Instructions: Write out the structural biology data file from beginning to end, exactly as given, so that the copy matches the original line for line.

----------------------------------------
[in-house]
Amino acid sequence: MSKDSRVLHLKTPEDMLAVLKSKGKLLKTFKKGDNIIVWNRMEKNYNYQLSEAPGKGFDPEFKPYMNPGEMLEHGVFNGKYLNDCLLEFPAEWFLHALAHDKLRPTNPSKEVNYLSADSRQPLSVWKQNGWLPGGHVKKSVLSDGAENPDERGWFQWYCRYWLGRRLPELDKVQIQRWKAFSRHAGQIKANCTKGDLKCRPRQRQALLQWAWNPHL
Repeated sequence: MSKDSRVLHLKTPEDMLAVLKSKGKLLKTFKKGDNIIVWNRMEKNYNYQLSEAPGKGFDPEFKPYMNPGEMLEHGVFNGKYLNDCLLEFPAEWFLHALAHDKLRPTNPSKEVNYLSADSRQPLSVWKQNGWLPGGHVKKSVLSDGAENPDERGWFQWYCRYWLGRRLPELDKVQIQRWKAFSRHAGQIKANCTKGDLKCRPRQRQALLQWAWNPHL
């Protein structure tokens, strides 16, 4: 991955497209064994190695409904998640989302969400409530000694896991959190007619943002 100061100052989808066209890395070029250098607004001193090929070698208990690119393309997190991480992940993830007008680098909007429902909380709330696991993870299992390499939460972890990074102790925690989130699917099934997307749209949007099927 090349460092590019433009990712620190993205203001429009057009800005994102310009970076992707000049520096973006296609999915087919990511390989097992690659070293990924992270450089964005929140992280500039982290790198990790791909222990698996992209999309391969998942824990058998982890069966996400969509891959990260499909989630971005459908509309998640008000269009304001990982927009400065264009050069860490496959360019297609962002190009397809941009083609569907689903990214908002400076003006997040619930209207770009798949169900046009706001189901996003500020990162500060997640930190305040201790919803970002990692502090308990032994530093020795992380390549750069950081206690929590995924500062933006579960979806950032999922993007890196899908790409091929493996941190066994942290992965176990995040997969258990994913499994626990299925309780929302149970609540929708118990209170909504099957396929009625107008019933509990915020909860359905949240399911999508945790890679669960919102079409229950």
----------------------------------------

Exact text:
[in-house]
Amino acid sequence: MSKDSRVLHLKTPEDMLAVLKSKGKLLKTFKKGDNIIVWNRMEKNYNYQLSEAPGKGFDPEFKPYMNPGEMLEHGVFNGKYLNDCLLEFPAEWFLHALAHDKLRPTNPSKEVNYLSADSRQPLSVWKQNGWLPGGHVKKSVLSDGAENPDERGWFQWYCRYWLGRRLPELDKVQIQRWKAFSRHAGQIKANCTKGDLKCRPRQRQALLQWAWNPHL
Repeated sequence: MSKDSRVLHLKTPEDMLAVLKSKGKLLKTFKKGDNIIVWNRMEKNYNYQLSEAPGKGFDPEFKPYMNPGEMLEHGVFNGKYLNDCLLEFPAEWFLHALAHDKLRPTNPSKEVNYLSADSRQPLSVWKQNGWLPGGHVKKSVLSDGAENPDERGWFQWYCRYWLGRRLPELDKVQIQRWKAFSRHAGQIKANCTKGDLKCRPRQRQALLQWAWNPHL
């Protein structure tokens, strides 16, 4: 991955497209064994190695409904998640989302969400409530000694896991959190007619943002 100061100052989808066209890395070029250098607004001193090929070698208990690119393309997190991480992940993830007008680098909007429902909380709330696991993870299992390499939460972890990074102790925690989130699917099934997307749209949007099927 090349460092590019433009990712620190993205203001429009057009800005994102310009970076992707000049520096973006296609999915087919990511390989097992690659070293990924992270450089964005929140992280500039982290790198990790791909222990698996992209999309391969998942824990058998982890069966996400969509891959990260499909989630971005459908509309998640008000269009304001990982927009400065264009050069860490496959360019297609962002190009397809941009083609569907689903990214908002400076003006997040619930209207770009798949169900046009706001189901996003500020990162500060997640930190305040201790919803970002990692502090308990032994530093020795992380390549750069950081206690929590995924500062933006579960979806950032999922993007890196899908790409091929493996941190066994942290992965176990995040997969258990994913499994626990299925309780929302149970609540929708118990209170909504099957396929009625107008019933509990915020909860359905949240399911999508945790890679669960919102079409229950």